Raghu tells a story of a lucky old man who finally wins big, much to the distress of his doctor, which winds up hospitalizing someone, and not the one you would expect given one’s age!

Night in love with a dream*:
Dom’s verse touches both heart and mind, and makes use of repetition and form in very effective ways, as good verse does.

Kevin Cooper’s Interview with Steve Page was interesting, and I’m intrigued about the idea of a full-length novel written entirely in verse as Page has done.

Vishwanathan Anand:
Here was until only within the last few years a world champion chess-player, and in any event, world-class. While I’m behind on my practice, this is good encouragement to take up Mac Chess again, if nothing else for the cognitive exercise it affords!

Night M. Shyamalan:
I’m unfamiliar with most of his movies, having only seen Lady in Water with friends one evening. I enjoyed that at the time though, and will check out the others on IMDB.com

Abhijeet Bhattacharya:
I’m listening to his music as I type this, and find it not bad at all, quite good in my view. There is that recent controversy of his on Twitter, but I prefer to separate the art from the foibles of the artist. It broadens horizons. There’s a link to a playlist of his songs here: https://www.youtube.com/watch?v=rtrnPKaGBgs

Shraban Recipe: pumpkin specials 1
Pumpkin is good stuff, and this recipe gives a great way to prepare it Bengali-style! Will add this to my repertoire of tasty pumpkiny treats if I can draft Christopher into lending his skills and spices to the effort!

The Chase:
A thief gets into a tight spot during a heist in this story from an upcoming book. The authoress shows her narrative skills in playing out the man’s predicament, and the outcome of his task!

Bhandananda Uvach 4:
Hatemongers are ubiquitous in politics, as the current excuses for leadership in many countries show. It’s a call for the sane among us to take notice and act, before it’s too late!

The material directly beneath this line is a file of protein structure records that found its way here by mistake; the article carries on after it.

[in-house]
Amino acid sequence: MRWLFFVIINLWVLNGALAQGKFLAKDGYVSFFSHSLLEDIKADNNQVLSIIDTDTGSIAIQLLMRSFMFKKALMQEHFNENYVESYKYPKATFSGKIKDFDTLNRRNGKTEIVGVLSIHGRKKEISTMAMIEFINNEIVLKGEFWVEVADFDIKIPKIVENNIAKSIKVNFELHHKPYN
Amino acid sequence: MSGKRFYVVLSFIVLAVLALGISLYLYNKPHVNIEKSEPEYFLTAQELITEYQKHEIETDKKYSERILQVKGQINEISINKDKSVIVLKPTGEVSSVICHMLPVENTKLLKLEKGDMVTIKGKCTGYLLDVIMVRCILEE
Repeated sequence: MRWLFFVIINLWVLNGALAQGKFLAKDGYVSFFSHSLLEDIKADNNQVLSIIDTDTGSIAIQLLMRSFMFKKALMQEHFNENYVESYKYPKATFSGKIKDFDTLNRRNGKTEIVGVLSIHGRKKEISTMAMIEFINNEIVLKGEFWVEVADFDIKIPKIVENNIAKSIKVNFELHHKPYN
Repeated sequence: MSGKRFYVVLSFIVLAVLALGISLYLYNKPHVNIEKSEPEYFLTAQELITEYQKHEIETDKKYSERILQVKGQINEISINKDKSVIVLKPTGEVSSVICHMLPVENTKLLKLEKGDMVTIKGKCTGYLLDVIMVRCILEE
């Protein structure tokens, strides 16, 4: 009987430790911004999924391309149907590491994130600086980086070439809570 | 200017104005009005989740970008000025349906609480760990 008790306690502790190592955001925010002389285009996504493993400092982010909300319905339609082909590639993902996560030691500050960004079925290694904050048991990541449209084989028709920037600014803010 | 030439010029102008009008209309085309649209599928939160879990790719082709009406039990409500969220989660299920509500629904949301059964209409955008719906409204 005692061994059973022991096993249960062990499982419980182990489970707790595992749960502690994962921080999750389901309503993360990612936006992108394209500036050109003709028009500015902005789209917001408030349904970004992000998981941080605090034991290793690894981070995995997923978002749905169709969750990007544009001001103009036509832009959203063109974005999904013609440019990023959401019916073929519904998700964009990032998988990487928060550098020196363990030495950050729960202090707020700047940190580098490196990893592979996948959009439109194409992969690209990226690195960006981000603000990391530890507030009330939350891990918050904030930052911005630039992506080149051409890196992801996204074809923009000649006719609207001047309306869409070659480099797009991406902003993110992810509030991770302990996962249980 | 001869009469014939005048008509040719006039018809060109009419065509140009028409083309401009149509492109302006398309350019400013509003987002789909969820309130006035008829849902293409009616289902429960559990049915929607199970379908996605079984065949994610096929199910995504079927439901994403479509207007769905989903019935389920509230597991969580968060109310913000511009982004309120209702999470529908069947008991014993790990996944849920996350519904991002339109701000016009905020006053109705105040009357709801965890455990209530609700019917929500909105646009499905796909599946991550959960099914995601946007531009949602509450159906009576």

Harini: The doe, & Gharonda – the nest:
Two nice pieces of verse, in Bangla and Hindi respectively, making effective use of form and theme, which can be taken any one of different ways depending on perspective

Bengal & India This Month:
With Rakhi, Jhulan, Indian Independence Day, and Janmashtami being celebrated this month, the first of these is by far my favorite, and the third a sound reason for learning history, not the revisionist facade often presented in the media, but a good, solid time spent studying the best examples in the field.

Pieces of Past: Chandragupta Maurya
As the first emperor of nearly all of pre-colonial India during the late centuries BCE, he must have been quite an effective ruler. Interesting that he decided to liberate himself from the world, to put it one way, by starving himself once embracing Jainism.

Story From Ved and Purana – Mysteries of Draupadi:
Very interesting tale here, as it further illuminates a better understanding of how Vedic cycles show the relatable nature of Hindu gods, making it one of my favorite South Asian religions!

That about wraps things up for this month, so, my fine humans, I’ll see you again the very next!

Tf. Tk. Tts.

From the Editor-creator of the Ezine aka Sharmishtha Basu:

If you want to encourage the struggling artist and writer with your huge-hearted generosity: [You can buy Agnishatdal and Agnijaat from my patreon account]:


The first annual digests of the Ezines:

Agnijaat Annual Digest 2017: Sfulingo 1

Agnishatdal Annual Digest 2017: Agnidal 1

Agnijaat Shraban 1424 critique by Troy David Loy

Agnijaat Shraban 1424 Critique by Troy David Loy @ https://www.amazon.com/author/Troyloy

Self Publishing Ideas 2:
This relates some very useful information for post-secondary students interested in getting their poetry published, with submission guidelines included.

diary entries of an accidental home minister: 1
Good advice that calling oneself by the tired word “unemployed” is overrated, and that “home minister” is much better as well as more reflecting one’s actual residential duties. Hear, hear!